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74 killed in coal mine explosion

[ 2009-02-23 14:14]     字号 [] [] []  
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At least 74 miners were killed and an unknown number trapped underground - and feared dead - after a gas explosion rocked a major colliery in Shanxi province early yesterday morning.

The blast occurred at 2:17 am while 436 employees of the Tunlan Coal Mine were at work underground in Gujiao, 60 km west of Taiyuan, capital of the coal-rich province.

Of the 114 miners hospitalized, 26 were in critical condition as of last night, officials said.

More than 300 are believed to have escaped from the pit within the first hour of the blast, including many who were hospitalized, an employee who records worker flow told China Daily.

He said the first batch of rescuers reached the site at around 3:20 am.

A total of 57 rescuers, some from other places including Taiyuan, were involved in the rescue operation, a local police officer said.

But Gujiao residents said the number was not enough.

"The rescue team here with the mine is severely understaffed as the headquarters is based in Taiyuan," Kang Changqing, a former Tunlan miner who lives nearby, told China Daily.

Though his village, Liangzhuang, is 3.5 km away, Kang, 46, said people there were the first to know about the blast and call the police.

"Two intake passages of the pit - which link to the outside and provide fresh air to the mines - were built by the road just outside my home," he said, noting that most villagers were woken up by "two tremendous explosions" at 2:18 am.

As the explosions took place more than 400 m underground, mine watchers were not the first to find out about the accident, according to the villagers.

"The parts of the intakes above ground were totally destroyed. Luckily for us, the explosions happened at night when no one was around," Kang said.

After rescue work was suspended for the day at 6 pm yesterday, the rescue headquarters confirmed that the death toll stood at 74, without announcing the number of miners still trapped - or whether anyone was trapped at all.

President Hu Jintao and Premier Wen Jiabao issued instructions for everything possible to be done to save those still trapped inside the mine, CCTV reported.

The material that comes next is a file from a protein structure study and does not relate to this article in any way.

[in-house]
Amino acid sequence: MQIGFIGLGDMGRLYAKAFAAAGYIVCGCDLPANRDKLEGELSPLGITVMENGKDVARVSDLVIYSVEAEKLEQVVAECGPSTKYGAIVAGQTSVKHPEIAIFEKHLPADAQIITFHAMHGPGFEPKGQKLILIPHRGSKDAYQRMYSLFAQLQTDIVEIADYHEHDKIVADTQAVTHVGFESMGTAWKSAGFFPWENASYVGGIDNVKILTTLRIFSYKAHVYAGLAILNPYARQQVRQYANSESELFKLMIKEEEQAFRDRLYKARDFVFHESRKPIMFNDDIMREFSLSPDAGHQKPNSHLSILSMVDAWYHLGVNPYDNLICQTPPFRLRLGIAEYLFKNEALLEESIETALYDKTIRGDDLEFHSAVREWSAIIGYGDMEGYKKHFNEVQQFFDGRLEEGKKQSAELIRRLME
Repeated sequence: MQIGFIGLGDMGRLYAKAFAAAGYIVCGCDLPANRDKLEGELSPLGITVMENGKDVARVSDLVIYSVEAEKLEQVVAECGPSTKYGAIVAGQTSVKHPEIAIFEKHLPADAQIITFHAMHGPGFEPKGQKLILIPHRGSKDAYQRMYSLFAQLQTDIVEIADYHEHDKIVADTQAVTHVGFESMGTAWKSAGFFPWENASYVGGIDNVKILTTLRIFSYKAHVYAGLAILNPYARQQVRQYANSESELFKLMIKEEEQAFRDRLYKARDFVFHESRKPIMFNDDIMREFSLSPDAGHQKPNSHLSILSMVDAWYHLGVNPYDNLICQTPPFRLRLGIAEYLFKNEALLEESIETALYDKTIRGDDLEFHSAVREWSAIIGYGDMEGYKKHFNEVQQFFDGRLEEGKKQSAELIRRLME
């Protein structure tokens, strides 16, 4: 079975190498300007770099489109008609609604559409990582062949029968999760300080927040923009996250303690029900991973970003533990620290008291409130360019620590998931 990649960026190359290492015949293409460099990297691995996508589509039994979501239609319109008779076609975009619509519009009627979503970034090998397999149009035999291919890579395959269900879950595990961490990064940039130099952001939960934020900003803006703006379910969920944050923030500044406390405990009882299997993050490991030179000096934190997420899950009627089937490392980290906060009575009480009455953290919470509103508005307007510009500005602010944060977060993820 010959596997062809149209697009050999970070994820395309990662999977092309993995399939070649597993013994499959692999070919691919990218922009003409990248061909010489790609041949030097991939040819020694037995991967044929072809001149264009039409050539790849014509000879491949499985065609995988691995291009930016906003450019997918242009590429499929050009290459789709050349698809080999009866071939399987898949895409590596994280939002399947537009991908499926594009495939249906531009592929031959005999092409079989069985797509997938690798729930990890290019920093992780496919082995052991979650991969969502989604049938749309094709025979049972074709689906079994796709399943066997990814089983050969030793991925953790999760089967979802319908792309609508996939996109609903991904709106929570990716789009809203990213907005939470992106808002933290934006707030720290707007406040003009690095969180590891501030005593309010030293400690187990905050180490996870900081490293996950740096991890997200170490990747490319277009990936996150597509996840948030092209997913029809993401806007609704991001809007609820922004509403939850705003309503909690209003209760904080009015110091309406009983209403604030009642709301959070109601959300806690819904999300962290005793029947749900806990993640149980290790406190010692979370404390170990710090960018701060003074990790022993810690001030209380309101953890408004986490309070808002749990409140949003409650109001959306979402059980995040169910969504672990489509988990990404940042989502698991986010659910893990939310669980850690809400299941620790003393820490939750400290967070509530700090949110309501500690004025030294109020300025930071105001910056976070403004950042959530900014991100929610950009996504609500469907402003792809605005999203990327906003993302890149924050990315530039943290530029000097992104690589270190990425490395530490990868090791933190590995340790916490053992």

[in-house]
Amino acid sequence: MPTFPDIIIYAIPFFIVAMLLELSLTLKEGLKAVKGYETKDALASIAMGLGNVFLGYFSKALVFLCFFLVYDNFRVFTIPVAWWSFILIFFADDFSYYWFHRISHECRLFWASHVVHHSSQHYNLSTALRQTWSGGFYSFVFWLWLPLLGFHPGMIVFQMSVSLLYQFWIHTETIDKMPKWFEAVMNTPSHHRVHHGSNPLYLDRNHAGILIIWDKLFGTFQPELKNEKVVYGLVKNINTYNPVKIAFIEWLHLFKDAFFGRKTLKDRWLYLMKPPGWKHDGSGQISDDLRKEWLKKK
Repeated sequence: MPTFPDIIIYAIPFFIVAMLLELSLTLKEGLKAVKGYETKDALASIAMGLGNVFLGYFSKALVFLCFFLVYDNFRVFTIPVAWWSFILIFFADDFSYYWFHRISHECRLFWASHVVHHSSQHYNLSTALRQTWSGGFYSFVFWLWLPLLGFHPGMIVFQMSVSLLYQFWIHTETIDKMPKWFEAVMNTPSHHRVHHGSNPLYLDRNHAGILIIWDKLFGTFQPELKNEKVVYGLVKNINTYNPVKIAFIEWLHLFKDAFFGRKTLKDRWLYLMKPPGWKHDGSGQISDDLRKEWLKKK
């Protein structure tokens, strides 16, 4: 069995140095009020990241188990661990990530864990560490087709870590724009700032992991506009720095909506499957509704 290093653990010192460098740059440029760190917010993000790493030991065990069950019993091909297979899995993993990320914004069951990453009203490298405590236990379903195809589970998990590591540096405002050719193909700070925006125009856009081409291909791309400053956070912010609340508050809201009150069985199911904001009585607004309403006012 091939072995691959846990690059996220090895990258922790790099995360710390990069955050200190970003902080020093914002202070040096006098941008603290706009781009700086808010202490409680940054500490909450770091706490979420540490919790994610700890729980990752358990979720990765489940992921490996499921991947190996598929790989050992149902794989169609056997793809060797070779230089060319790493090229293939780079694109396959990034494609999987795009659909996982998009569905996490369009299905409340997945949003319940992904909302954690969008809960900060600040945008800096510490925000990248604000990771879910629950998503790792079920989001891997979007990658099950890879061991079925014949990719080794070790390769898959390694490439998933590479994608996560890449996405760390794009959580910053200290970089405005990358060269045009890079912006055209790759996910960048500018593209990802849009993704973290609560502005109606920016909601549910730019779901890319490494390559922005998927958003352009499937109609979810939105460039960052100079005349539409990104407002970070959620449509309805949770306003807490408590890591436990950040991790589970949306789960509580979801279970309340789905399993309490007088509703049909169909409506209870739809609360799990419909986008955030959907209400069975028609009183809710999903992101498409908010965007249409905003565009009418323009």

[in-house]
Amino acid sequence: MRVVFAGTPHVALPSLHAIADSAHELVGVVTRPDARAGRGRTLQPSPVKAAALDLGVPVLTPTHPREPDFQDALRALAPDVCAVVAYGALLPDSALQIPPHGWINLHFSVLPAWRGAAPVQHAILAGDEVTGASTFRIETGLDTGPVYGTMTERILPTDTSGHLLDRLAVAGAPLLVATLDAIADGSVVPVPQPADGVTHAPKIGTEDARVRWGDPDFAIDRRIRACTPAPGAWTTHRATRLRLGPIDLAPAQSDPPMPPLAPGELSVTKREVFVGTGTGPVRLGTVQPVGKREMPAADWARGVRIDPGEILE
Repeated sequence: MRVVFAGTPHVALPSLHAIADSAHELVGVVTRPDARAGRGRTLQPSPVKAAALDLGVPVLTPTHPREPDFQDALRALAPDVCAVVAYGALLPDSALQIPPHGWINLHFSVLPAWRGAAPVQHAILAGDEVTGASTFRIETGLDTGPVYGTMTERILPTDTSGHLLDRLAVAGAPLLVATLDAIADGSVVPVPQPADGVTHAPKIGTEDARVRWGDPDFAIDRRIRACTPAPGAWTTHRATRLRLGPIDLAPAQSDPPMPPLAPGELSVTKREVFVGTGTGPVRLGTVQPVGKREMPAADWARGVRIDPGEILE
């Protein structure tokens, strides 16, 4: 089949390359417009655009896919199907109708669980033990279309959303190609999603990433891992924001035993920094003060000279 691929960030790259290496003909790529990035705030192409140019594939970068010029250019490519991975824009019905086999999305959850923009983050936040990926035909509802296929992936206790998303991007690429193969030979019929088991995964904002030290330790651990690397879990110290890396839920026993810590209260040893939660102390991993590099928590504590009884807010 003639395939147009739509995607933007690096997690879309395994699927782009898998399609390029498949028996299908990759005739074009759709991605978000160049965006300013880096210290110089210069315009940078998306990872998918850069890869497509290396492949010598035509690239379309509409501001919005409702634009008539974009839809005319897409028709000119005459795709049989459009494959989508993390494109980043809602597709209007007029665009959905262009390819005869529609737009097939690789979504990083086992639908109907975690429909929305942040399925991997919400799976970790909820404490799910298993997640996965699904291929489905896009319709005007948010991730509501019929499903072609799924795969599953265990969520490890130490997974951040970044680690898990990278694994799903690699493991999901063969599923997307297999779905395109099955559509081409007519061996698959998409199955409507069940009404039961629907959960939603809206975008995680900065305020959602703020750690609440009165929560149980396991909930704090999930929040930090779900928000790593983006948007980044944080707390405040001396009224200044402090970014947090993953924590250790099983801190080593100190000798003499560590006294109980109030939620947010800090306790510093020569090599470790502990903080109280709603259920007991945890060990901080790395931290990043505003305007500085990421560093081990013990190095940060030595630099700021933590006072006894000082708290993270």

Three days before the blast, Wang Jun, governor of Shanxi, who was reviewing work safety procedures in Taiyuan – which often witnesses coal mine disasters—warned the province "had run out of tears to shed".

After climbing out of the deadly pit, some rescuers wasted no time calling home on their cellphones.

"If I don't call them immediately, they would start worrying about my safety and mental health," a rescuer surnamed Zhao told China Daily. "My family might have thought I had gone crazy after going through all this every time," he said.

Zhao, part of the provincial mine rescue team, began work immediately after reaching the pit in the morning and did not come out until 5:30 pm.

The Tunlan mine, which has an annual capacity of 5 million tons, is operated by the Shanxi Jiaomei Group.

Yesterday's death toll makes it the most lethal accident reported in the mining industry after 276 people died in the collapse of an unlicensed iron ore reservoir last September, also in Shanxi.


1. What is the capital of Shanxi province?

2. How many people are believed to have escaped the pit after the mine explosions occurred?

3. Why does a rescuer surnamed Zhao call his family as soon as he came out of the pit?


1. Taiyuan.

2. About 300.

3. He wanted to reassure his family that he is safe and fine.

(英语点津 Helen 编辑)

74 killed in coal mine explosion

About the broadcaster:

74 killed in coal mine explosionBernice Chan is a foreign expert at China Daily Website. Originally from Vancouver, Canada, Bernice has written for newspapers and magazines in Hong Kong and most recently worked as a broadcaster for the Canadian Broadcasting Corporation, producing current affairs shows and documentaries.